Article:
Lamont Looks To Use Federal Funds To Improve Employment Options For Displaced Workers

There are a record number of jobs available in the state of Connecticut, but a large number of unemployed as well. Business leaders and Gov. Ned Lamont are teaming up to find you a job or a new career. 

“We have about 140,000 people out of work and are seeing record hiring numbers,” Kelli-Marie Vallieres, who heads the Office of Workforce Strategy, says. 

Getting workers back into the workforce has not been easy. Many employers are offering incentives. 

“In the last 6 months job postings for health care have increased by 100%, manufacturing by 170%, and it by 60%," Vallieres said. 

Lamont is proposing using $95.5 million to reskill and upskill 9,000 displaced workers through sector-based training programs. 

The governor wants to use $2 million for job training to provide employment opportunities to 1,000 at-risk and disengaged youth and another $2 million for job training for 1,000 currently or previously incarcerated youth and adults. 

“We project that 30,000 of our 55,000 people will need to be reskilled over the next 10 years,” Marty Guay, vice president of business development for Stanley Black & Decker, said.  

Reskilling the workforce means adding digital skills. 

“Every one of our jobs has a primary or secondary digital skill competence required,” Guay said. 

It also means training the youth.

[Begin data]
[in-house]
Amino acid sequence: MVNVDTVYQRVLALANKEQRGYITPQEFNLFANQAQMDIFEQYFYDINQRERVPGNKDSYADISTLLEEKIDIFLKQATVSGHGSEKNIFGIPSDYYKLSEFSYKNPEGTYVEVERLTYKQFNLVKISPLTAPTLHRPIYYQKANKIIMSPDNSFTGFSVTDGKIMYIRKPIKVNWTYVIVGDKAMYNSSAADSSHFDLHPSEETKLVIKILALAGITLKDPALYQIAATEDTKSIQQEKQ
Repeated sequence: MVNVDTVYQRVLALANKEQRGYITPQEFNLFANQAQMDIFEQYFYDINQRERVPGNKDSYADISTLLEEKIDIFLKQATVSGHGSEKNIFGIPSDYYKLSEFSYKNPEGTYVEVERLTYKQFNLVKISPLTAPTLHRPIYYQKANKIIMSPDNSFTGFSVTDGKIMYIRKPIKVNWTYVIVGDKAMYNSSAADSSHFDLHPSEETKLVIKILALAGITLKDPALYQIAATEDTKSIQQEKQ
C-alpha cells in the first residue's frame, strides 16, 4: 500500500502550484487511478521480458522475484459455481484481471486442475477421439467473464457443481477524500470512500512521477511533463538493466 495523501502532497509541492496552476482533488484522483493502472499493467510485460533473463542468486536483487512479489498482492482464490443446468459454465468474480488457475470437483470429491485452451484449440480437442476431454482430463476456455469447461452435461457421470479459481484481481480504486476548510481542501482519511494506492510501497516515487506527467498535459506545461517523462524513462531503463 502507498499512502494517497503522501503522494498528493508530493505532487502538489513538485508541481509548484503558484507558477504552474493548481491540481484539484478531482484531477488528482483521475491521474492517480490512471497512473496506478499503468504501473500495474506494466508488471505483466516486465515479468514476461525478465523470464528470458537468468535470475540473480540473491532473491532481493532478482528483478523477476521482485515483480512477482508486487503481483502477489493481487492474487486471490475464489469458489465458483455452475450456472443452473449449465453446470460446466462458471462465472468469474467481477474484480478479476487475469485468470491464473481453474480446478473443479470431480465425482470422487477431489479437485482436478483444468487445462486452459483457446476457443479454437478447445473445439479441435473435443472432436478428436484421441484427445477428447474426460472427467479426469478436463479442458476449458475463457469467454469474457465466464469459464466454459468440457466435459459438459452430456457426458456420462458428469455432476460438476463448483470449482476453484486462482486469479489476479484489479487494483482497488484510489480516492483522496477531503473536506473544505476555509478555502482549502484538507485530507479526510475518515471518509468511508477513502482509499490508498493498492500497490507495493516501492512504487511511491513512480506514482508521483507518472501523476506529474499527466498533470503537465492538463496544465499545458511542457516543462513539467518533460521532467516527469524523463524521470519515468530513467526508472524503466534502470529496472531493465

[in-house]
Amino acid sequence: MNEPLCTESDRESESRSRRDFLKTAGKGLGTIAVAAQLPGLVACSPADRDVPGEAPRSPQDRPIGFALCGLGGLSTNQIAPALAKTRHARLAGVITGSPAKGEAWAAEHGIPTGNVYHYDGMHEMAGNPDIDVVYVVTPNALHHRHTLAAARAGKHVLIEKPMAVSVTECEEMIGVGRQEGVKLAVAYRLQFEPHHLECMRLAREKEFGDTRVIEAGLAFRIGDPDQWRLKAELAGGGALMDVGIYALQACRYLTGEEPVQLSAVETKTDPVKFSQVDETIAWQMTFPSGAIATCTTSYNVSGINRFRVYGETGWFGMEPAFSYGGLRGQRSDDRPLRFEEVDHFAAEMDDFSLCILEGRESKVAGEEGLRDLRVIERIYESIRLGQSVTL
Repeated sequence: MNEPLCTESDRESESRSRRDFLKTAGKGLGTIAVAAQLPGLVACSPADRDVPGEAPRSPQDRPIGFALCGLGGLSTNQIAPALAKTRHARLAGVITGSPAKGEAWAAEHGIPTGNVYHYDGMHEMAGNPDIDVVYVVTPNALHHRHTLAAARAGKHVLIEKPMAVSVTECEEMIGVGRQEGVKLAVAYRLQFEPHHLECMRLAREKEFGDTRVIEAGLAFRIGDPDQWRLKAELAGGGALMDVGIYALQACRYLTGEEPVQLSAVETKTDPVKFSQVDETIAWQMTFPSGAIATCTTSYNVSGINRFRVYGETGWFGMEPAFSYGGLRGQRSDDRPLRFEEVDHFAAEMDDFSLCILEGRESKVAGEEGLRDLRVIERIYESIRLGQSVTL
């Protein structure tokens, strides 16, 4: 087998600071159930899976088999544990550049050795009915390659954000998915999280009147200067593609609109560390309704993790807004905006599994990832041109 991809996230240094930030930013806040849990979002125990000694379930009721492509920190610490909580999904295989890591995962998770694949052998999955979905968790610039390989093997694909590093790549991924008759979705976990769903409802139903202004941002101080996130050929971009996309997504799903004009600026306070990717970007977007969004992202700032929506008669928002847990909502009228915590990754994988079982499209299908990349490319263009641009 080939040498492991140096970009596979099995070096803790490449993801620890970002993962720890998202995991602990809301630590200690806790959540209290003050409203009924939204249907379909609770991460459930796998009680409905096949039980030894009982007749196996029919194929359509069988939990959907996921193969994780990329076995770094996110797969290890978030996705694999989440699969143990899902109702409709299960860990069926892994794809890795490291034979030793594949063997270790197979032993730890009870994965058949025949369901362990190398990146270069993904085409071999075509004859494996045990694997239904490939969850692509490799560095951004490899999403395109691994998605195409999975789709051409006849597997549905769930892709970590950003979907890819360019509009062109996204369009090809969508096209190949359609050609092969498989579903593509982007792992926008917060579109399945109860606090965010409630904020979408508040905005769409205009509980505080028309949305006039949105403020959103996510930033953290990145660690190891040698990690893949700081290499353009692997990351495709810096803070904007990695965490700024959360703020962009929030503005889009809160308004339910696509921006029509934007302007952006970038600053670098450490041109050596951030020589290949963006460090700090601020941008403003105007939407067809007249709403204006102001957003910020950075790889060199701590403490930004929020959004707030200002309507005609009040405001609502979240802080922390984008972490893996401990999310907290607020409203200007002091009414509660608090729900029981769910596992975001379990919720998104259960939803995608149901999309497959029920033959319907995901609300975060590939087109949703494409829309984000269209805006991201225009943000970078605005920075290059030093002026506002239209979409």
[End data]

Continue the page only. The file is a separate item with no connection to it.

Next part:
“This is programming that’s available both during the summer and throughout the year,” Deputy Labor Commissioner Dante Bartolomeo said. 

She said the funding will help create unique experiences like youth ambassadors and peer mentoring. 

“These youth employment programs can be so much more than a first job or supplemental family income,” Bartolomeo said. 

Lamont used the virtual press conference today to make his case for using the funding in this way. 

“We’re making the biggest commitment to workforce development in the history of the state and it comes at a particularly opportune time,” Lamont said. 

Lamont says there are a record number of job openings. 

“Last month we had more job postings than we’ve had in the last decade,” Lamont said. 

He does not believe the federal government is paying people too much to stay unemployed. 

“I don’t believe that. But I believe you use this time and opportunity to get you the skill sets so you can get a real job that pays you a lot more, that gets you the dignity,” Lamont said.

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